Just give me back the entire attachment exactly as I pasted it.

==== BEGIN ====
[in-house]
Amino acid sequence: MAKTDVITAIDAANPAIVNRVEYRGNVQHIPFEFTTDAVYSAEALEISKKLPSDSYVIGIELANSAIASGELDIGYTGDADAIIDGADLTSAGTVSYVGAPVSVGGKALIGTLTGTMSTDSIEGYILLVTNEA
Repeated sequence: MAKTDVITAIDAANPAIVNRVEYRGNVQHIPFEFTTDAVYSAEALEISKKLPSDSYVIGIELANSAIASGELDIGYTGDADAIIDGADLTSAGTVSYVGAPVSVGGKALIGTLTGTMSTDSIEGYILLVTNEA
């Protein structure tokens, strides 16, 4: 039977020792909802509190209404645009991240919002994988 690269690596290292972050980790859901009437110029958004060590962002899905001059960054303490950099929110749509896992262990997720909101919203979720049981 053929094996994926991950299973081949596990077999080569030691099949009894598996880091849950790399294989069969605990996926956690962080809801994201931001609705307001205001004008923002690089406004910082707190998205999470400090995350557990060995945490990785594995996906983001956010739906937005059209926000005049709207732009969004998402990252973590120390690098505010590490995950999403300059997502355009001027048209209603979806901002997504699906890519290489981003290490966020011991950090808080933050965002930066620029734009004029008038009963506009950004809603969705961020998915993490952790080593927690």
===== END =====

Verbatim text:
[in-house]
Amino acid sequence: MAKTDVITAIDAANPAIVNRVEYRGNVQHIPFEFTTDAVYSAEALEISKKLPSDSYVIGIELANSAIASGELDIGYTGDADAIIDGADLTSAGTVSYVGAPVSVGGKALIGTLTGTMSTDSIEGYILLVTNEA
Repeated sequence: MAKTDVITAIDAANPAIVNRVEYRGNVQHIPFEFTTDAVYSAEALEISKKLPSDSYVIGIELANSAIASGELDIGYTGDADAIIDGADLTSAGTVSYVGAPVSVGGKALIGTLTGTMSTDSIEGYILLVTNEA
């Protein structure tokens, strides 16, 4: 039977020792909802509190209404645009991240919002994988 690269690596290292972050980790859901009437110029958004060590962002899905001059960054303490950099929110749509896992262990997720909101919203979720049981 053929094996994926991950299973081949596990077999080569030691099949009894598996880091849950790399294989069969605990996926956690962080809801994201931001609705307001205001004008923002690089406004910082707190998205999470400090995350557990060995945490990785594995996906983001956010739906937005059209926000005049709207732009969004998402990252973590120390690098505010590490995950999403300059997502355009001027048209209603979806901002997504699906890519290489981003290490966020011991950090808080933050965002930066620029734009004029008038009963506009950004809603969705961020998915993490952790080593927690």